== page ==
State Labor Commissioner Mark Butler announced Thursday that Georgia’s seasonally adjusted unemployment rate declined in January to 9.2 percent, the lowest rate since March of 2009 when it was 9.1 percent.
That is a decline of two-tenths of a percentage point from a revised 9.4 percent in December according to the Georgia Department of Labor. The jobless rate was 10.1 percent in January 2011.
The rate went down because about 13,000 more Georgians were employed in January than in December. Also, newly revised numbers show that Georgia gained 83,700 jobs in the last 12 months. This is the largest January to January job growth since 2006.
“This job growth shows that Georgia is headed in the right direction,” Commissioner Butler said in a press release. “The business services sector, which includes temporary employment agencies, showed the most growth. Economists consider this to be a leading indicator that businesses are gaining confidence in the economy and are beginning to grow their businesses.”
Among the sectors showing growth over the year, professional and businesses services gained 37,000 jobs, retail trade gained 15,100, health care and social assistance grew by 11,100, and manufacturing gained 7,300.
While Georgia lost 45,300 jobs between December and January, most of the loss was expected in temporary seasonal employment. This is the smallest December to January job loss since 1987.
In January, the number of first-time claims for unemployment insurance benefits rose to 77,756, up 14,042, or 22 percent, from 63,714 in December. Most of the increase is attributed to seasonal layoffs in retail trade and construction. However, on a positive note, the number of initial claims decreased 11,903, or 13.3 percent, from 89,659 claims filed in January of last year.
Also, the number of long-term unemployed workers decreased 900, to 244,200 from December to January, the fewest number since October of 2010.
There is at least one Midtown job currently available that doesn’t pay anything, but does come with perks and will certainly get you noticed. Atlantic Station is currently holding a contest to determine who will be its next announcer to greet the development’s more than nine million annual visitors.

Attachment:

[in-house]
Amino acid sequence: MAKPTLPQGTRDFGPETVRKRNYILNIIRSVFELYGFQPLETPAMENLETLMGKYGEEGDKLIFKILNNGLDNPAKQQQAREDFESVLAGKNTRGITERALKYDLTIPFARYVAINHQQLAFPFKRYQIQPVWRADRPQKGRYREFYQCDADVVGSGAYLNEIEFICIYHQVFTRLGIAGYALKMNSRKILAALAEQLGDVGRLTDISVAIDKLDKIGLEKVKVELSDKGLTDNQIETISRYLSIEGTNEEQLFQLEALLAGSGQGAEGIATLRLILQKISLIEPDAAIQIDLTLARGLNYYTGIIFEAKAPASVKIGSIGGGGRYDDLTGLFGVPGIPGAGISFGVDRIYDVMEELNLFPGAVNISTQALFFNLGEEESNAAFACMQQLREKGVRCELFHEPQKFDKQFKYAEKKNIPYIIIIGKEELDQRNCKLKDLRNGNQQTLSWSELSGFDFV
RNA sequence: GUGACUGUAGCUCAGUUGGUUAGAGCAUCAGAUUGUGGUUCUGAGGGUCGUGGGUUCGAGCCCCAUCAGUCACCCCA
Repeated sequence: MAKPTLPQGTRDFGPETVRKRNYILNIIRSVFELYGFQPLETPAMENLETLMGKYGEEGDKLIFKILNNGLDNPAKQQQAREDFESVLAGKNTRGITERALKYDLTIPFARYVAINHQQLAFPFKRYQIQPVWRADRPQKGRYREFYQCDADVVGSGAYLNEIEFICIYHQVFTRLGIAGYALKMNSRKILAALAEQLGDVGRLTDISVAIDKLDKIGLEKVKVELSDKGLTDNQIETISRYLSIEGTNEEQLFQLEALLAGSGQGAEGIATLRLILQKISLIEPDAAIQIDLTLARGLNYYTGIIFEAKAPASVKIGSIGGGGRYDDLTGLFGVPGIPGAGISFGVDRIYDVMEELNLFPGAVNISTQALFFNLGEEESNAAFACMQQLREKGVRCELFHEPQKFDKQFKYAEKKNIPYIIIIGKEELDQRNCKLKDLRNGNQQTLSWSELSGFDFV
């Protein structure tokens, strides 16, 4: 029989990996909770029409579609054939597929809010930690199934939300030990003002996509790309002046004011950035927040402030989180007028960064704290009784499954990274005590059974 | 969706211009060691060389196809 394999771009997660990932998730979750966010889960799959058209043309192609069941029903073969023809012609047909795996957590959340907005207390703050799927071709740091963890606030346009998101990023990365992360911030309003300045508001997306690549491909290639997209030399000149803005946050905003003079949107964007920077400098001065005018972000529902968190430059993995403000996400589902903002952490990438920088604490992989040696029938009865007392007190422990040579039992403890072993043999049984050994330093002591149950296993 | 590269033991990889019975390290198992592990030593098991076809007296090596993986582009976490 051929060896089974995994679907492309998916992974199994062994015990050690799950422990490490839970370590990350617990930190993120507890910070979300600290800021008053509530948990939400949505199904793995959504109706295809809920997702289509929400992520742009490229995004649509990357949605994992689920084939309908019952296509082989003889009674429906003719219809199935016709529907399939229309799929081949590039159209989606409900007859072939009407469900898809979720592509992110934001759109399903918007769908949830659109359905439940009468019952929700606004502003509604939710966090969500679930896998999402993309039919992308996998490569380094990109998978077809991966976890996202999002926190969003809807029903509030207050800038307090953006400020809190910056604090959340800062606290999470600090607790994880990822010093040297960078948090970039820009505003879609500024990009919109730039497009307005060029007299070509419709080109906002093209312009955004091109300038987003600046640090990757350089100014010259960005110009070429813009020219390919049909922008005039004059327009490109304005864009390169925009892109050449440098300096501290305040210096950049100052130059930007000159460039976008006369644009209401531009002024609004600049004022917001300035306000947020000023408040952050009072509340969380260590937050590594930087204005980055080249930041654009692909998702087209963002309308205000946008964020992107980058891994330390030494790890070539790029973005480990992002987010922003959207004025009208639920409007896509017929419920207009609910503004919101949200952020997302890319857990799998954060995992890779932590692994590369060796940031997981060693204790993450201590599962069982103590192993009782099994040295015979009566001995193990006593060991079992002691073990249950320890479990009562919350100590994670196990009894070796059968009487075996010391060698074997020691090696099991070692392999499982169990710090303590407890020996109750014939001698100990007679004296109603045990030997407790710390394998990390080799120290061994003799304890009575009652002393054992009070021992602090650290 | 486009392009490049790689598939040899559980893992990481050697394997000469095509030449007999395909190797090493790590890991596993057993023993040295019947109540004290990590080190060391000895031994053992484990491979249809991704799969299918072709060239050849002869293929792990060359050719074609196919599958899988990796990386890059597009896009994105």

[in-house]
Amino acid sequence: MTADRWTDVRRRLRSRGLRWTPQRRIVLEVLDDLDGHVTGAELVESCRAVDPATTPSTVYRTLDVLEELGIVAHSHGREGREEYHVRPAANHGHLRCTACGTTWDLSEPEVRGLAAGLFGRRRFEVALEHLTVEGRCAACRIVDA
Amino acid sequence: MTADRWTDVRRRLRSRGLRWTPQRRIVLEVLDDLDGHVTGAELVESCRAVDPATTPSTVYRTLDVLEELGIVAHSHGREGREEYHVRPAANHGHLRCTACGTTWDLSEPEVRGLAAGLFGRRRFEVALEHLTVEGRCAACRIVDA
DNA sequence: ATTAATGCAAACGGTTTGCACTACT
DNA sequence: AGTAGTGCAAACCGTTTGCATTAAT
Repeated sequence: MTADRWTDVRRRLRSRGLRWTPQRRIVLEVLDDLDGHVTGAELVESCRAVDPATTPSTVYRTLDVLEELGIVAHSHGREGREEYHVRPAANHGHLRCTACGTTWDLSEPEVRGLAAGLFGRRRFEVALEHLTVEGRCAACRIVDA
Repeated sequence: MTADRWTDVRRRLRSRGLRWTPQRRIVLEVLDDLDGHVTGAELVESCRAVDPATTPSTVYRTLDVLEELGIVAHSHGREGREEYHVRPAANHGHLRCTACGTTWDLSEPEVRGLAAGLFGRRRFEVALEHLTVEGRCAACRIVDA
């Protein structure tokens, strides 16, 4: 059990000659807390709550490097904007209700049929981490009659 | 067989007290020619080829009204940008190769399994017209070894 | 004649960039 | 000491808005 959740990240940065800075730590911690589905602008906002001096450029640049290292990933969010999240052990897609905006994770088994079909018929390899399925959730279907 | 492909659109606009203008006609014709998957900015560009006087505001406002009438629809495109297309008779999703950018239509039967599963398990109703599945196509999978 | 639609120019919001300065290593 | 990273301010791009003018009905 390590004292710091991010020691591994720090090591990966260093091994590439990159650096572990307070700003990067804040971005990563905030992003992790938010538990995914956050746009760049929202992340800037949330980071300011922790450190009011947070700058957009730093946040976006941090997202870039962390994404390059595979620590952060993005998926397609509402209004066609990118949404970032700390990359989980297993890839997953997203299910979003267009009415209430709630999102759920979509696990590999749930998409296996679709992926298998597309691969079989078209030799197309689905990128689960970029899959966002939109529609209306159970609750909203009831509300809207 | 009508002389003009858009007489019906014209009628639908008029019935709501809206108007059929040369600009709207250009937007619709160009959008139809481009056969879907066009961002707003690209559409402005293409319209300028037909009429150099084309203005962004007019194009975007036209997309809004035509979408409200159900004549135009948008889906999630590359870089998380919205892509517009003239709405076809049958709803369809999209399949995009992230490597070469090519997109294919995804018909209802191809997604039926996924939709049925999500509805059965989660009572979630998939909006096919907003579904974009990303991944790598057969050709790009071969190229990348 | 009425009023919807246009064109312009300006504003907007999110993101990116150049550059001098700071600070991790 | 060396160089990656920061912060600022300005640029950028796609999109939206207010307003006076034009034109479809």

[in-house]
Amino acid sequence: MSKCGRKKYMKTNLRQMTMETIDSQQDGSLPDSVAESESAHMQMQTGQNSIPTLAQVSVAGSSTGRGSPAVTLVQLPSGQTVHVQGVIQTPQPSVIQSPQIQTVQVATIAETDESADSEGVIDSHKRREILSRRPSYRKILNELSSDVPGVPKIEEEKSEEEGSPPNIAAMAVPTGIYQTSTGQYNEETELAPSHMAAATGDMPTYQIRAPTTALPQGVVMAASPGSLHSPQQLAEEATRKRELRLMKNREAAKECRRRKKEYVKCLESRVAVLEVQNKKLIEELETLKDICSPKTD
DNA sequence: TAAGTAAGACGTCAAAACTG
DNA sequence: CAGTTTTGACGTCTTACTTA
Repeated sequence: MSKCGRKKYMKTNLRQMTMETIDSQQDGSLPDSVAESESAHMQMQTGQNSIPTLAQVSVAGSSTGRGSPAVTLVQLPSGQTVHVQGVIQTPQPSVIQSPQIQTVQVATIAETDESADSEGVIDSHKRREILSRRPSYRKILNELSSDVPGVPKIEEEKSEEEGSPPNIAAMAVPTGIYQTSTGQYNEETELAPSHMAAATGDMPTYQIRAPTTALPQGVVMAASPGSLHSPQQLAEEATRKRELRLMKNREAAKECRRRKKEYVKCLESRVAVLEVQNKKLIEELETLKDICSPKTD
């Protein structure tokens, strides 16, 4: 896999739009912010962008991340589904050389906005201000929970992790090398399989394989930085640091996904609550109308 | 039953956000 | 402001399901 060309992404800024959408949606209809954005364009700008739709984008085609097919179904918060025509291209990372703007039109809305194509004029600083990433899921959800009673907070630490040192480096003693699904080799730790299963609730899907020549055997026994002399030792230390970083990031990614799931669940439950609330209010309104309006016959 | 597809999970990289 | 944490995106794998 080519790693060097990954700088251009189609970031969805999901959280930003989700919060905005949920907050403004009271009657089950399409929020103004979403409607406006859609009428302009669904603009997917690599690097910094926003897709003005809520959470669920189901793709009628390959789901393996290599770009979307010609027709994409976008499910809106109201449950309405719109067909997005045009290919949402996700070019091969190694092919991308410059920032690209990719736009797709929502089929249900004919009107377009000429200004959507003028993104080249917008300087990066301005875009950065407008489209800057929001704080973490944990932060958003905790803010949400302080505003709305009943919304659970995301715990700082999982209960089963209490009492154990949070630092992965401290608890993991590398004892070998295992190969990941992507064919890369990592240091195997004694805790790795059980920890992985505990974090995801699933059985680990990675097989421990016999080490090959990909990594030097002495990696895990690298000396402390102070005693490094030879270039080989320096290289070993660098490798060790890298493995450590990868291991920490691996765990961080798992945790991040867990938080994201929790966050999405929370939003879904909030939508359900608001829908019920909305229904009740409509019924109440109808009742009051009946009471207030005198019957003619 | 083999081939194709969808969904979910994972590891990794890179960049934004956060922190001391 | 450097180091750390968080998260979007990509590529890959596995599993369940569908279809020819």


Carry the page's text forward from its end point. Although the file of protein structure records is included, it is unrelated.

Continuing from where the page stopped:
The winner of “Atlantic Station’s Announcer Sweepstakes” will be the new voice that greets every guest entering and exiting its parking facility.
According to Atlantic Station Blogspot, the winning voice will receive complimentary valet parking for a year, and an “A Card,” a VIP experience that offers discounts at participating Atlantic Station retailers and restaurants.
The deadline for entries is Sunday, March 4.
HOW TO ENTER:
Atlantic Station has a mere eight seconds to make its fist impression on arriving guests. Any would-be recording artist can submit his or her eight-second first impression in the form of an audio or video clip describing why he or she is “The Announcer.”
- Record an eight-second (or less) video/audio clip of why you should be Atlantic Station’s “Announcer.” The video or audio file size should be kept at or under 100 MB and in one of the following file formats: MP3; .MPEG; .MOV; .AVI; or .WMV
- Email your video/audio clip to info@AtlanticStation.com or tweet it to @AtlanticStation
Top entries will be posted on Atlantic Station’s Facebook page for fans to vote on beginning March 5.
The contest is arguably the most quirky component of a comprehensive overhaul to improve parking facilities in Atlantic Station. Its $2.5 million renovation has been completed and includes improved lighting, signage and a color-coded location system.
There also are plans underway to overhaul the valet parking. The new Circle Valet will be adjacent to the recently opened Relapse Comedy Theatre and the soon-to-open Yard House restaurant. The new, larger location is expected to be more convenient for guests.
Speaking of Yard House, it is targeting an April 22 opening and will be taking applications to fill an array of positions beginning Tuesday, March 6. See here for more information.
- The Georgia Department of Labor contributed to this story